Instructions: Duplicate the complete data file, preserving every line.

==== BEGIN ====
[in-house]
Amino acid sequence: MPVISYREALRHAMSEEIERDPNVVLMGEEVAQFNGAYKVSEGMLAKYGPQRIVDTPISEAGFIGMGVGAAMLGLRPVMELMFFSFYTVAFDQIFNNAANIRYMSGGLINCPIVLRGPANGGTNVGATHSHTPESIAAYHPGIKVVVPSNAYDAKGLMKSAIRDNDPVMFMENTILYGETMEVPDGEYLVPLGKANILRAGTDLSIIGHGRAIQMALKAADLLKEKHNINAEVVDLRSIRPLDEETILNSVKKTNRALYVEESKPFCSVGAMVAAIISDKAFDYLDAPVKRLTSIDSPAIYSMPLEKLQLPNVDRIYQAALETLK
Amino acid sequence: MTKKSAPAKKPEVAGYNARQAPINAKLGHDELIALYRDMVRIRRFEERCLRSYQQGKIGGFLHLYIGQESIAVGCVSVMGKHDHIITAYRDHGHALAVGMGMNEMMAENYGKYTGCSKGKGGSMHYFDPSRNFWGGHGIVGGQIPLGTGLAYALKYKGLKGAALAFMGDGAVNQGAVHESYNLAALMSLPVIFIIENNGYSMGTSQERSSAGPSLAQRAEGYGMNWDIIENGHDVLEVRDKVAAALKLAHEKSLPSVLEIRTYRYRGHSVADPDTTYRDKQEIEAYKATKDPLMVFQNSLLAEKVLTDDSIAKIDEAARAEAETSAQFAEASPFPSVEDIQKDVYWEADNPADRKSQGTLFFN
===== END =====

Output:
[in-house]
Amino acid sequence: MPVISYREALRHAMSEEIERDPNVVLMGEEVAQFNGAYKVSEGMLAKYGPQRIVDTPISEAGFIGMGVGAAMLGLRPVMELMFFSFYTVAFDQIFNNAANIRYMSGGLINCPIVLRGPANGGTNVGATHSHTPESIAAYHPGIKVVVPSNAYDAKGLMKSAIRDNDPVMFMENTILYGETMEVPDGEYLVPLGKANILRAGTDLSIIGHGRAIQMALKAADLLKEKHNINAEVVDLRSIRPLDEETILNSVKKTNRALYVEESKPFCSVGAMVAAIISDKAFDYLDAPVKRLTSIDSPAIYSMPLEKLQLPNVDRIYQAALETLK
Amino acid sequence: MTKKSAPAKKPEVAGYNARQAPINAKLGHDELIALYRDMVRIRRFEERCLRSYQQGKIGGFLHLYIGQESIAVGCVSVMGKHDHIITAYRDHGHALAVGMGMNEMMAENYGKYTGCSKGKGGSMHYFDPSRNFWGGHGIVGGQIPLGTGLAYALKYKGLKGAALAFMGDGAVNQGAVHESYNLAALMSLPVIFIIENNGYSMGTSQERSSAGPSLAQRAEGYGMNWDIIENGHDVLEVRDKVAAALKLAHEKSLPSVLEIRTYRYRGHSVADPDTTYRDKQEIEAYKATKDPLMVFQNSLLAEKVLTDDSIAKIDEAARAEAETSAQFAEASPFPSVEDIQKDVYWEADNPADRKSQGTLFFN